In last Saturday's Irish Independent, I invited readers to slow down as the first step in understanding and managing stress.
I referred to the poet, WH Davis, who was forced to slow down when his foot was crushed by a moving train. Sometimes it takes something drastic, or even tragic, to get us to slow down. But it doesn't have to be like that. We can slow down. It might not be easy, but we can do it. We may need to. If we don't, we are possibly heading for trouble. Constantly living at a very fast pace means we leave ourselves open to having accidents, making mistakes and becoming sick.
So we slow down. What do we do next? Human nature is interesting. We might think we would congratulate ourselves on living life at a more manageable pace. The chances are we don't and instead blame ourselves for having gone so fast.
We might worry about what we did or didn't do, should or shouldn't have done. We may find the slowing down thing just too difficult and quickly dive into speeding up.
How about slowing down enough to notice what is causing you most stress at this moment in time? Does anyone else know about this? If so, are they supportive to you? If not, is there anyone you would like to know?
Slow down even more to consider what supports you have right now. Is it possible for you to ask for more support? Is it possible for you to take more support? Notice how you feel as you notice. Notice what you are thinking as you notice. Notice what you are doing as you notice.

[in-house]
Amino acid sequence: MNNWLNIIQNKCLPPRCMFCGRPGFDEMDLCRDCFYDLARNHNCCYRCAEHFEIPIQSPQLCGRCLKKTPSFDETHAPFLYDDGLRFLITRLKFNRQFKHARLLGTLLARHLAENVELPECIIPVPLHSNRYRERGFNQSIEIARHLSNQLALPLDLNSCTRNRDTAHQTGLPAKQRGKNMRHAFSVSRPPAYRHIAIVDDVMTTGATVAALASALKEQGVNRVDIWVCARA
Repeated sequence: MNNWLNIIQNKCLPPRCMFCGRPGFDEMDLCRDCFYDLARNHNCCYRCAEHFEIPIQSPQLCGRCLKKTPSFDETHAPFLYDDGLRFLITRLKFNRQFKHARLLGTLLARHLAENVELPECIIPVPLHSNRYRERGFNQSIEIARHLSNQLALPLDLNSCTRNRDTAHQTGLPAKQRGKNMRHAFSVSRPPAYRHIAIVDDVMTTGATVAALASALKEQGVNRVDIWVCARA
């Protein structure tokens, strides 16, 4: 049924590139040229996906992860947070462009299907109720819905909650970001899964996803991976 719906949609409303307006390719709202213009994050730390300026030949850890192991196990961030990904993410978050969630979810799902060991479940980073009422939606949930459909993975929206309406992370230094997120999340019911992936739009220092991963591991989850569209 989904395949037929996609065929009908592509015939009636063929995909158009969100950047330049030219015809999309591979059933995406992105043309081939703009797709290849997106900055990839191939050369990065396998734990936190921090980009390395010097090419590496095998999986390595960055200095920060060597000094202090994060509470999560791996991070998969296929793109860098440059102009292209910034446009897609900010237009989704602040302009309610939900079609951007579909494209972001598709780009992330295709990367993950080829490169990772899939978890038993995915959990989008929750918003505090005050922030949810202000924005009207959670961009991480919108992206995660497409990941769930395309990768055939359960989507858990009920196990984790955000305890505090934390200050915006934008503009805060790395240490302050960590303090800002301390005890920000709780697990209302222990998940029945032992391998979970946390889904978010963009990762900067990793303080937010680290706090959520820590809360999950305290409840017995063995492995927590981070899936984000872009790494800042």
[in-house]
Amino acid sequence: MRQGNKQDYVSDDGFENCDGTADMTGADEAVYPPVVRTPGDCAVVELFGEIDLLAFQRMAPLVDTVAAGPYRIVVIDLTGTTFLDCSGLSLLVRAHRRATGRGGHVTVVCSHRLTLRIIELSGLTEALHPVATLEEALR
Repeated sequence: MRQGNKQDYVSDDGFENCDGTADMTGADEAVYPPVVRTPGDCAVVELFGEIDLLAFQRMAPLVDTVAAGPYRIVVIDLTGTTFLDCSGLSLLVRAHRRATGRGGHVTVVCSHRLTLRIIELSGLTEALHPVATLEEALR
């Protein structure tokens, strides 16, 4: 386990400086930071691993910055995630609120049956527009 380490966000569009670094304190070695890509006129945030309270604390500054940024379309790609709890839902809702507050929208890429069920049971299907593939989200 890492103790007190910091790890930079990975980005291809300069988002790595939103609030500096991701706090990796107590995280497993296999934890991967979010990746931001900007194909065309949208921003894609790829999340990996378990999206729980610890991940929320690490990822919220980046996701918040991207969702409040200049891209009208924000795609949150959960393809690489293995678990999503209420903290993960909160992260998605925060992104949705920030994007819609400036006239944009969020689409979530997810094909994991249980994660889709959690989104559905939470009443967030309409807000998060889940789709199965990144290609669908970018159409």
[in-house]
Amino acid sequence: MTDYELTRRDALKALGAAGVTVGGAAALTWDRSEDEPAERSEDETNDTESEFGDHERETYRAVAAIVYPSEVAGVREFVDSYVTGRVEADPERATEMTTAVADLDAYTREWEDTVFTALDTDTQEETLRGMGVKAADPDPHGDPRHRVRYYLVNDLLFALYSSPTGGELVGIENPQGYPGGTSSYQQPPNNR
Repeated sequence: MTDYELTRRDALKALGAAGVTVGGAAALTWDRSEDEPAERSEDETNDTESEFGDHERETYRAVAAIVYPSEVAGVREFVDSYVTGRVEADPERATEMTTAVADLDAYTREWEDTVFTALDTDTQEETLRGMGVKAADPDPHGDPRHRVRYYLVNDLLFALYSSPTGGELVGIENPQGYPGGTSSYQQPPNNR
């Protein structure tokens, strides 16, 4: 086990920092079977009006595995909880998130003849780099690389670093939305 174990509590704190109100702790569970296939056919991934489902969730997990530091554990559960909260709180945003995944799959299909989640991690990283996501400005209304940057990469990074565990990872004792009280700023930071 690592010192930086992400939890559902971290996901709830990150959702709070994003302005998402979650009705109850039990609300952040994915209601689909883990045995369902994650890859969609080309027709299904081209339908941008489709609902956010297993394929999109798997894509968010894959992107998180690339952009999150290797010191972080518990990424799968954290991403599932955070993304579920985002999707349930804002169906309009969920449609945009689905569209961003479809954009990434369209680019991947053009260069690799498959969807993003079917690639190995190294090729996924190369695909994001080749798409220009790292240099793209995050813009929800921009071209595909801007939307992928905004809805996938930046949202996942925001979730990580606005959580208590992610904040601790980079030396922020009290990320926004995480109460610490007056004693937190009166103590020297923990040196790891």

You may feel tired, overwhelmed, frustrated, embarrassed and/or hopeless. You may think that there is nothing that you or anyone can do to ease this stressor.
You may, right now, be attacking yourself for not being able to manage all of this better.
Maybe slowing down has helped you to become a little more compassionate towards yourself. You may recognise just how fast you were moving, without judging yourself harshly. You may give yourself some credit for having slowed down. You may think that having done this, you can slow down a little, a little more often. You may feel rested, at peace and/or hopeful.
Notice. Take time to notice. Make time to notice.
Dr Claire Hayes is clinical director with mental health charity Aware, which provides nationwide support, education and information services around depression and bipolar disorder. Register online now at fitmagazine.ie for the 11th Annual Aware Christmas Run which takes place on Saturday, December 10 in the Phoenix Park, Dublin.